In many cases, the cookie is the ideal medium for state maintenance. Unfortunately, in the early days of cookies, there was a large amount of FUD surrounding security and privacy concerns. This was followed with reports of web advertisers using cookies to track web users. Thus cookies have become tarnished in the eyes of the web user - many disable the functionality in their browsers and large IT departments, who really should know better, block cookies at the gateway or firewall, denying all their users this functionality. Thus, it is not safe to rely solely on cookies for carrying state information.

Modern web applications tend to use the more secure and sophisticated principle of "server-side sessions", where the state information is stored in a database on the server along with a unique client key. The client can send its key to the server as part of the URL, a hidden form field or it can be stored in a cookie and requested by the server when required. The server uses the unique key to access the corresponding information in the sessions database and thus the illusion of a stateful web can be delivered.

I always avoid using the URL to pass state information to the server, except on special web pages - like search results, where it is useful if such a URL can be bookmarked or emailed. My main reason for not using the URL method is that I believe that long, cryptic URL's are extremely inconvenient to the user. I would also avoid using cookies for essential state information as one cannot assume that the facility is available on the client side (I could use JavaScript to detect cookie support, but that's unwieldy).

I decided to go with server-side sessions. As each CAPTCHA is created, I store the word used, a timestamp (which will be used to "expire" sessions) and a session key in an SQL database on the server. I then use a hidden form field to tie the CAPTCHA and key together.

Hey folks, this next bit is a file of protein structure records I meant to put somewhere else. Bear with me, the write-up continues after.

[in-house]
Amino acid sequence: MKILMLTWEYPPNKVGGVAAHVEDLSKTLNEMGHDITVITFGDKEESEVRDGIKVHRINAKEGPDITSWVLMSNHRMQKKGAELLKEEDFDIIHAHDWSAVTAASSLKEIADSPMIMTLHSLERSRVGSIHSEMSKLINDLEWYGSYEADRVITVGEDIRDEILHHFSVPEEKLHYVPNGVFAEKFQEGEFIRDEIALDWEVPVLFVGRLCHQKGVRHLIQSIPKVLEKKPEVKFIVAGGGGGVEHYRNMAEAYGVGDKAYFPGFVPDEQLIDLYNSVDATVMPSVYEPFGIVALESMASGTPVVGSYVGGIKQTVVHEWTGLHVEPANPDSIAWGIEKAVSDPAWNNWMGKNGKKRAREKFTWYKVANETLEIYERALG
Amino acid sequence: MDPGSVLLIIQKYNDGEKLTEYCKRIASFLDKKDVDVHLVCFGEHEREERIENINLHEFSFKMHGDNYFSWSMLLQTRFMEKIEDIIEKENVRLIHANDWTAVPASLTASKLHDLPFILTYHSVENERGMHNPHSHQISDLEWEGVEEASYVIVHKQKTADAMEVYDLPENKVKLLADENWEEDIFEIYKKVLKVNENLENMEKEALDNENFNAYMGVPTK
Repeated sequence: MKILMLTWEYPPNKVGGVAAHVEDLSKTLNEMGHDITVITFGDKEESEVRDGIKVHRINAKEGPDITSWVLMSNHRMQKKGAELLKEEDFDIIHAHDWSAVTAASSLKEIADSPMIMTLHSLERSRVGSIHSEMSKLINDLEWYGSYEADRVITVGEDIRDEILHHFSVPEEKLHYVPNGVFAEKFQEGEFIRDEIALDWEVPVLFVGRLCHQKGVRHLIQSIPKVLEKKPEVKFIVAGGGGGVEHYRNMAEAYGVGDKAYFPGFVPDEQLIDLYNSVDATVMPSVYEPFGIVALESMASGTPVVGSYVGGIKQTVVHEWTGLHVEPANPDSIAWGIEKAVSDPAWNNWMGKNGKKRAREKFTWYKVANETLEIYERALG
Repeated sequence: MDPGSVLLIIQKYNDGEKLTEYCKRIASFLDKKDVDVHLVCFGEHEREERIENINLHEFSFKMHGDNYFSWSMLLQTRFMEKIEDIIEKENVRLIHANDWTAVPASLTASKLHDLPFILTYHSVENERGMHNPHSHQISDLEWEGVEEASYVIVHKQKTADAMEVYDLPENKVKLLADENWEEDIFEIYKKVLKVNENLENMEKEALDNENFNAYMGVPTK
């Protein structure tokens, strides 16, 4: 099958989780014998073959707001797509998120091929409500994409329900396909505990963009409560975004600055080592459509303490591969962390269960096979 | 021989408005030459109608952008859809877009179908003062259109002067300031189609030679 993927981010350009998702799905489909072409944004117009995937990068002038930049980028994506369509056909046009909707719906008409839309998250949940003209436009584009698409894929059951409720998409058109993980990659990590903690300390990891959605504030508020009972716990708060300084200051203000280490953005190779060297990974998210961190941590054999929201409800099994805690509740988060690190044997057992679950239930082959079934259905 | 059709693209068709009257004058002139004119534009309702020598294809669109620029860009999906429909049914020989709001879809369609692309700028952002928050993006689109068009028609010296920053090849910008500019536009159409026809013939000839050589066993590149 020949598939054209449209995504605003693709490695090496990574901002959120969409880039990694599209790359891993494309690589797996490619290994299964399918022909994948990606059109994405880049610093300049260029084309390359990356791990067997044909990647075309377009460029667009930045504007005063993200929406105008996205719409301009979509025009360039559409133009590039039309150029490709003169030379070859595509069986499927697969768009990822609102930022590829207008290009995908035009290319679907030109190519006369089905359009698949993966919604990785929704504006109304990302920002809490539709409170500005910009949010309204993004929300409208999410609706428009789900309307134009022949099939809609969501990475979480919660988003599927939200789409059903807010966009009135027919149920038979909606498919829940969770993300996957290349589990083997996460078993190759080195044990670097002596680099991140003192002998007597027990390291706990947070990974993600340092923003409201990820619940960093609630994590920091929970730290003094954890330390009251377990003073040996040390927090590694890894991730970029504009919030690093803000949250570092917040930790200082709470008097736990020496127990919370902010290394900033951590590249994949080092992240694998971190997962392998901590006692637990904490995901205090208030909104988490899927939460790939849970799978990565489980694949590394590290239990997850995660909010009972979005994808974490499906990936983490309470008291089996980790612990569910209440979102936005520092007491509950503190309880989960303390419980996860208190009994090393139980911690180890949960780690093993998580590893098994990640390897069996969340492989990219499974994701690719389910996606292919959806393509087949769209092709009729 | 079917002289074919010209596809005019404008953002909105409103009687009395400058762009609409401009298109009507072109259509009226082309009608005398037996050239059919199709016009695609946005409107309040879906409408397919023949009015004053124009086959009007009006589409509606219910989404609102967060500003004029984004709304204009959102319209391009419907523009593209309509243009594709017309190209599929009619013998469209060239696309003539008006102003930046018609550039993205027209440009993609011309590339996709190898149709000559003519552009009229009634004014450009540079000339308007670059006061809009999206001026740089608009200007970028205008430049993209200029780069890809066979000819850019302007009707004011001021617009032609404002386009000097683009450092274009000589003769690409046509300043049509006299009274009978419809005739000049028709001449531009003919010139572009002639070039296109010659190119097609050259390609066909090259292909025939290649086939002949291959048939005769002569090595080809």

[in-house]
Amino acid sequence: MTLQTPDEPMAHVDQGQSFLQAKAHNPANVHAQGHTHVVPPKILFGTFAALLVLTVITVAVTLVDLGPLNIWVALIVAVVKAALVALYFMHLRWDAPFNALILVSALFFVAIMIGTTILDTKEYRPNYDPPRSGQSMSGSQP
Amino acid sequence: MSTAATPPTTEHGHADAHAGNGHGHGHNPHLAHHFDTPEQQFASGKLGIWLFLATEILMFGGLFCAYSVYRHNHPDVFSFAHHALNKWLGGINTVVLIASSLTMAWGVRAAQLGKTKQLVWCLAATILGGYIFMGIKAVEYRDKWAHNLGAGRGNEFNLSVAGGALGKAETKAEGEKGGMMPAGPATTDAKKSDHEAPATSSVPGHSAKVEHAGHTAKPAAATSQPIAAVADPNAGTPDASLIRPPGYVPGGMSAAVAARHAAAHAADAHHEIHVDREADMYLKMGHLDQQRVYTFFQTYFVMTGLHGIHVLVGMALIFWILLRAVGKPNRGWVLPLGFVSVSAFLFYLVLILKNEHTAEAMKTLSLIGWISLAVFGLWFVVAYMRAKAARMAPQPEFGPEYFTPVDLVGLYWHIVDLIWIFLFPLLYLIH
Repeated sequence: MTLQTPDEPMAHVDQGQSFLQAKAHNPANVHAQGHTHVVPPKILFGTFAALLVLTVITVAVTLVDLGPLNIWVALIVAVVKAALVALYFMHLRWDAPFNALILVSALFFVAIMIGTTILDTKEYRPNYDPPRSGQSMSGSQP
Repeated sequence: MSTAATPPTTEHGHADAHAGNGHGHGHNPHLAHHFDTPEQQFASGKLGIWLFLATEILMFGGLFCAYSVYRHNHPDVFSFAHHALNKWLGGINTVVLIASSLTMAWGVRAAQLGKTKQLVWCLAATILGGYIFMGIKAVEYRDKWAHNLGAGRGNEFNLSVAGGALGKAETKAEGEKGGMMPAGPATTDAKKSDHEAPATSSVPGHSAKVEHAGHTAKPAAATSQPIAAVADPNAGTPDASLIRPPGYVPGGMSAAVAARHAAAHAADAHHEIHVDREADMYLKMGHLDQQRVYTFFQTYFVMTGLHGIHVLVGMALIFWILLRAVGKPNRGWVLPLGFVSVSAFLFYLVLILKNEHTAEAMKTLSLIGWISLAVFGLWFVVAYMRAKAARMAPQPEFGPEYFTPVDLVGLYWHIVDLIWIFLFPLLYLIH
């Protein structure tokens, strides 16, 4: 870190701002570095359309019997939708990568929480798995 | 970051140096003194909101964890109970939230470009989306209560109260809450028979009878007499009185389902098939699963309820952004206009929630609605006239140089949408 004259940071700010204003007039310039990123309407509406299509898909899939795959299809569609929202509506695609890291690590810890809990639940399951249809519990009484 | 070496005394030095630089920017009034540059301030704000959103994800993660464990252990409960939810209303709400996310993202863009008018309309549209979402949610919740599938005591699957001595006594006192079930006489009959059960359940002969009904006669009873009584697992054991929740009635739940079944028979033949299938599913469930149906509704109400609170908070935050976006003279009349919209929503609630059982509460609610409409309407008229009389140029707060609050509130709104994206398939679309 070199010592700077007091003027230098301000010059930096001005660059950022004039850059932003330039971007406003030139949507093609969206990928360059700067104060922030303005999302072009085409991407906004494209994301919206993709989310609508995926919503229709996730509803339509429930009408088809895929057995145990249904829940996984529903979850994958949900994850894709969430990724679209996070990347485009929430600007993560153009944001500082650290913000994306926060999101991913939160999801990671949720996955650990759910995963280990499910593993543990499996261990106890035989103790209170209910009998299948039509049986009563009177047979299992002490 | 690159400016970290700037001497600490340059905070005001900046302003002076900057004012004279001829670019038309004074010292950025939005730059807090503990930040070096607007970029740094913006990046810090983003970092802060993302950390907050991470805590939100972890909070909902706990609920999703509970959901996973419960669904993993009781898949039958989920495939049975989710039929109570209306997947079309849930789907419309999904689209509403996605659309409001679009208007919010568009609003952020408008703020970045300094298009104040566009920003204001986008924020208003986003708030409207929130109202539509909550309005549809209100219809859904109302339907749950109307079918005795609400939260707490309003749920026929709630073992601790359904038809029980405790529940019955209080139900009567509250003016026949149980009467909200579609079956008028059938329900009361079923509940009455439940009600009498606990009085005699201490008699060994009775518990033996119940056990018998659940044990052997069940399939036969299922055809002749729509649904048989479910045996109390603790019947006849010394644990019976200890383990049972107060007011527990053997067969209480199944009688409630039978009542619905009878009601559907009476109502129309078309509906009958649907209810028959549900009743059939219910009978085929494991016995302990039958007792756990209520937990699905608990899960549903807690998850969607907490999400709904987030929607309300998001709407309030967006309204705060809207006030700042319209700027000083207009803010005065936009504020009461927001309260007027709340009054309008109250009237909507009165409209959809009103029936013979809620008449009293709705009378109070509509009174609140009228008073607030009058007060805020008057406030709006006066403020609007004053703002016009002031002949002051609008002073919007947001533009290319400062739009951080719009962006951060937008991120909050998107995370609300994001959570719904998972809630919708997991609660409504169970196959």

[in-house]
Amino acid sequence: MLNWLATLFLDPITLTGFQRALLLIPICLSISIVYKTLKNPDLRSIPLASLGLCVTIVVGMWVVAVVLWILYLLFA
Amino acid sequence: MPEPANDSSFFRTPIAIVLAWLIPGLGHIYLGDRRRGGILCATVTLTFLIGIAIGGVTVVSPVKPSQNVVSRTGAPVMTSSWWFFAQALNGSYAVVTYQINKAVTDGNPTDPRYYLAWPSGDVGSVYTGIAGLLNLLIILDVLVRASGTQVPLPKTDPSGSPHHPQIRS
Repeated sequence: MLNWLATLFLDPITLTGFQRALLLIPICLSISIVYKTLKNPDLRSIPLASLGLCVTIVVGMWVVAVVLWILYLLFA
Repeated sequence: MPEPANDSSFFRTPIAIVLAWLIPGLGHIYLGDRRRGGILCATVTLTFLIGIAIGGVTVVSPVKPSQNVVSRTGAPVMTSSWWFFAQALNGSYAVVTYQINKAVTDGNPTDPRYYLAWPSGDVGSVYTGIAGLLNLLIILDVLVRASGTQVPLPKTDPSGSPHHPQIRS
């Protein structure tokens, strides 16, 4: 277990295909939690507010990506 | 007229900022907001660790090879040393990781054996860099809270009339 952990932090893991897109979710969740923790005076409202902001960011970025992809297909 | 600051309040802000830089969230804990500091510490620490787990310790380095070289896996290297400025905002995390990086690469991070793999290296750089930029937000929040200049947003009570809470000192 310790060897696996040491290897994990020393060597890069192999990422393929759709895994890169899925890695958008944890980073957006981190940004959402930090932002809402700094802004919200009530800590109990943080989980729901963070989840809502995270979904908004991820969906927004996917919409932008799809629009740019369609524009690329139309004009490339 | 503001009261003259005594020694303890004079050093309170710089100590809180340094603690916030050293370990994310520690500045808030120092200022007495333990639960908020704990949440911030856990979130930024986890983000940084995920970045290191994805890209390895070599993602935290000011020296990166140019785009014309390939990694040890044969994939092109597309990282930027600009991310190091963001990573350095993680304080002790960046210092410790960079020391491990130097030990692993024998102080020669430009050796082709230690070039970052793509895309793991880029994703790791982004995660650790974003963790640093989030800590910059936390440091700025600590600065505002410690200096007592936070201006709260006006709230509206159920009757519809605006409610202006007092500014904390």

The user enters the CAPTCHA word and completes the rest of the input form before clicking "submit". The server then takes the session key (which was sent in the hidden field), retrieves the CAPTCHA word from the database and compares it with the word the user has entered. If it matches, then the form submission is successful, if it doesn't - the user will be given a message to that effect and be offered the chance to retry.

Cleaning Up

A new CAPTCHA is created (along with its corresponding session record) every single time a protected form is served. Once a successful submission is made against any given CAPTCHA, then both the image and the corresponding session information in the database are destroyed. These two mechanisms help us defend against some programmatic attacks.

However, this means that if the user visits a protected form but doesn't submit an entry, we are left with an image and database record that are immediately obsolete. It is obvious that this system, left unchecked, is rapidly going to consume resources. The system needs to clean up after itself. Fortunately, this is easy to accomplish.

Let's give each CAPTCHA image a time-to-live (TTL) of 60 seconds - which is long enough to ensure that it is served to even the slowest client. Therefore, we can delete any CAPTCHA image that is older than 60 seconds:

# Delete any CAPTCHAs that are older than 60 seconds...
opendir (DIRECTORY, '/path/to/temp/image/directory');
    my @tokens = grep /^token_/, readdir(DIRECTORY);
closedir (DIRECTORY);
foreach my $cleaner (@tokens) {